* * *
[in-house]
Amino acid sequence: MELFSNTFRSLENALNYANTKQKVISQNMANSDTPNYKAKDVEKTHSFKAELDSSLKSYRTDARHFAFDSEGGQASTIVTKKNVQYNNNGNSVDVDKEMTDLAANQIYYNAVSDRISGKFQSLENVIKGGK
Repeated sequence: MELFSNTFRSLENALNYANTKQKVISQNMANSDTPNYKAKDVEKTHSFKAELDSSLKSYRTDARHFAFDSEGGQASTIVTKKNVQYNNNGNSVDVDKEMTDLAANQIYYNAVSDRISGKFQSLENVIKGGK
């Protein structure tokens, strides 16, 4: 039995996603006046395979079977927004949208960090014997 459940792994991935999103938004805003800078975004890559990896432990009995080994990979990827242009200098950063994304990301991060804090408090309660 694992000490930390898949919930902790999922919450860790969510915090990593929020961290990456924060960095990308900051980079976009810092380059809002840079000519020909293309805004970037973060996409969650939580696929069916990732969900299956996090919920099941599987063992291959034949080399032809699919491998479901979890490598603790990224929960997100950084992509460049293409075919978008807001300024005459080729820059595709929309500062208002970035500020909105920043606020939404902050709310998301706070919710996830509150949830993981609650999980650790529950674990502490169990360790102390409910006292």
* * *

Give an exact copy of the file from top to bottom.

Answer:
[in-house]
Amino acid sequence: MELFSNTFRSLENALNYANTKQKVISQNMANSDTPNYKAKDVEKTHSFKAELDSSLKSYRTDARHFAFDSEGGQASTIVTKKNVQYNNNGNSVDVDKEMTDLAANQIYYNAVSDRISGKFQSLENVIKGGK
Repeated sequence: MELFSNTFRSLENALNYANTKQKVISQNMANSDTPNYKAKDVEKTHSFKAELDSSLKSYRTDARHFAFDSEGGQASTIVTKKNVQYNNNGNSVDVDKEMTDLAANQIYYNAVSDRISGKFQSLENVIKGGK
């Protein structure tokens, strides 16, 4: 039995996603006046395979079977927004949208960090014997 459940792994991935999103938004805003800078975004890559990896432990009995080994990979990827242009200098950063994304990301991060804090408090309660 694992000490930390898949919930902790999922919450860790969510915090990593929020961290990456924060960095990308900051980079976009810092380059809002840079000519020909293309805004970037973060996409969650939580696929069916990732969900299956996090919920099941599987063992291959034949080399032809699919491998479901979890490598603790990224929960997100950084992509460049293409075919978008807001300024005459080729820059595709929309500062208002970035500020909105920043606020939404902050709310998301706070919710996830509150949830993981609650999980650790529950674990502490169990360790102390409910006292």